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married Lord Dedlock. She was afraid of exposure but also guiltily overjoyed that the child her unforgiving sister led her to believe dead is still alive.
Mr. Guppy informs Lady Dedlock that a packet of Captain Hawdon’s letters is in the possession of the junk dealer, Krook. Lady Dedlock asks Guppy to bring them to her, and the wily law clerk agrees, but on the night he is to obtain the letters the drunken Krook explodes of spontaneous combustion; presumably the letters burn with him.
In the meantime, Richard Carstone becomes completely obsessed by the Jarndyce case and abandons all efforts to establish his career. Living in the false hope that the Chancery suit will soon be settled, he spends the little money he has on an unscrupulous lawyer named Vholes. When John Jarndyce remonstrates, Richard thinks that his cousin’s advice is prompted by selfish interests. Ada Clare is worried about Richard’s behavior, but she remains loyal to him and secretly marries him so that her own small fortune might stand between Richard and his folly.
When Esther falls desperately ill of a fever, Lady Dedlock feels all of a mother’s terror. When Esther gradually recovers, Lady Dedlock goes to Hertfordshire and reveals herself to her daughter. As a result of her illness, Esther loses her beauty and thus her resemblance to Lady Dedlock. John Jarndyce feels free for the first time to declare his love for her and asks her to marry him; she accepts.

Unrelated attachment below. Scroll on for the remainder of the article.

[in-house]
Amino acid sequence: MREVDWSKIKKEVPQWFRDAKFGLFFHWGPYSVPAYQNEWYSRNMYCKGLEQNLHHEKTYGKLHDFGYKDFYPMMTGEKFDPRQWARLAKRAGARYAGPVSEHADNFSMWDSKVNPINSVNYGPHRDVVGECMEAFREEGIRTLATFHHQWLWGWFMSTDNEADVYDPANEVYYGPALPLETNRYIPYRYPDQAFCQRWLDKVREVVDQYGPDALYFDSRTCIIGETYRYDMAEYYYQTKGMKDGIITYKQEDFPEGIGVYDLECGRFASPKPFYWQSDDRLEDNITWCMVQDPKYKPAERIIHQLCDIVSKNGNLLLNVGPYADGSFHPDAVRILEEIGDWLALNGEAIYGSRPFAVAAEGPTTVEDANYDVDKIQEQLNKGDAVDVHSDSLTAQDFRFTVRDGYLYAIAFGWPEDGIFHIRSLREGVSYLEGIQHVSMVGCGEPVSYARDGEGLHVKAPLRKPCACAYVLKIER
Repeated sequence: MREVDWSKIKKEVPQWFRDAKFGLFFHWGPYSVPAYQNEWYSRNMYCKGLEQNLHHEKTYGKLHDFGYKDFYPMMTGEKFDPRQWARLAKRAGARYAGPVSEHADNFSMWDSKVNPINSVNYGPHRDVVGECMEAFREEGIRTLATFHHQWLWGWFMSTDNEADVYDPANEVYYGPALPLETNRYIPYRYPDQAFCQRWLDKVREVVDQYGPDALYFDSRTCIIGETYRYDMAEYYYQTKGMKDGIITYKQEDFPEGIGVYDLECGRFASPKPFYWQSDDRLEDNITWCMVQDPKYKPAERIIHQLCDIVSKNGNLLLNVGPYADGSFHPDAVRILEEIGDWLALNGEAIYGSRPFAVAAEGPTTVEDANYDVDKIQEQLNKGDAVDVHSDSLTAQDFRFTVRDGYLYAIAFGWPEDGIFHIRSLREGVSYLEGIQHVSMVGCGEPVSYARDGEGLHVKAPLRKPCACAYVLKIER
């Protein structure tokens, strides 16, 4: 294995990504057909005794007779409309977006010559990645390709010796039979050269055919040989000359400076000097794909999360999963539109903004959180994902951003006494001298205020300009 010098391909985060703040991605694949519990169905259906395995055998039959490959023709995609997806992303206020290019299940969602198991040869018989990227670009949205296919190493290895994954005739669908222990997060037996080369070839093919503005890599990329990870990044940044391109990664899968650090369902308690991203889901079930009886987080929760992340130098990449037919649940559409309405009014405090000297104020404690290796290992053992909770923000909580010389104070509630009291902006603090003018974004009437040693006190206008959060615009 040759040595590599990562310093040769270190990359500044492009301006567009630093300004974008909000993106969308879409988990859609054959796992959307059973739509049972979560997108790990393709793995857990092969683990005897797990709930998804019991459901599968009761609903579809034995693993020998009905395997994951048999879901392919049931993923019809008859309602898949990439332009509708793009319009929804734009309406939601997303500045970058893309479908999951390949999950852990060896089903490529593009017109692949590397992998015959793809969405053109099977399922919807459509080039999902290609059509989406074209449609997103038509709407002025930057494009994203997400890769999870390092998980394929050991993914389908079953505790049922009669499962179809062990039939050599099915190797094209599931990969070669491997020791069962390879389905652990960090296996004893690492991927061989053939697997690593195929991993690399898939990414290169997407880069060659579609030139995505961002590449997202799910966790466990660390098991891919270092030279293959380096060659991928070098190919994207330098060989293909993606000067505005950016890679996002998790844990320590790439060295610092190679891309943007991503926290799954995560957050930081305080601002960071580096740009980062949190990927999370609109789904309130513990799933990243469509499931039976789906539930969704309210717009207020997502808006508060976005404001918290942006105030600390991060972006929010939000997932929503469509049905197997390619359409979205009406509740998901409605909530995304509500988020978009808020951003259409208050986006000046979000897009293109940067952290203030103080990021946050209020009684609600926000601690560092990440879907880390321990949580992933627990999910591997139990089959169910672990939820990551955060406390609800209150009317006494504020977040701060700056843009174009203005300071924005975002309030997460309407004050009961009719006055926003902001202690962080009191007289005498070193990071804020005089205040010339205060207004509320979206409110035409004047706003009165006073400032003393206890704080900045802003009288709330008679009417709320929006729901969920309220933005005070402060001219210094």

Tulkinghorn is murdered, and several nights later, when she knows her secret is about to be revealed to her husband, Lady Dedlock flees. It is discovered that Tulkinghorn was murdered by the French maid through whom he learned of Lady Dedlock’s connection with Jo. The maid attempted to blackmail the lawyer, and when he threatened her with imprisonment, she killed him. Inspector Bucket, who solves the mystery of the murder, also informs Lord Dedlock of his wife’s past. The baronet, who previously suffered a stroke, tells the detective that his feelings for his wife are unaltered and that he will employ every means to bring her back. It is Esther, however, who finds her mother dead at the gate of the churchyard where Captain Hawdon is buried.
Among Krook’s effects is a Jarndyce will made at a later date than the one disputed in the Chancery for so many years. It settles the question of the Jarndyce inheritance forever. Richard and Ada are declared the heirs, but the entire fortune was consumed in court costs. Richard does not long survive this final blow; he dies, leaving his wife and infant son in the care of John Jarndyce.
When John Jarndyce discovers that Esther’s true love is young Doctor Woodcourt, he releases her from her promise to marry him and in his generosity brings the two lovers together. Before her wedding, John Jarndyce takes her to see a country house he bought in Yorkshire. He named it Bleak House, and it is his wedding present to the bride and groom. There Esther lives, happy in the love of her husband and her two daughters and in the lasting affection of John Jarndyce, the proprietor of that other Bleak House that would always be her second home.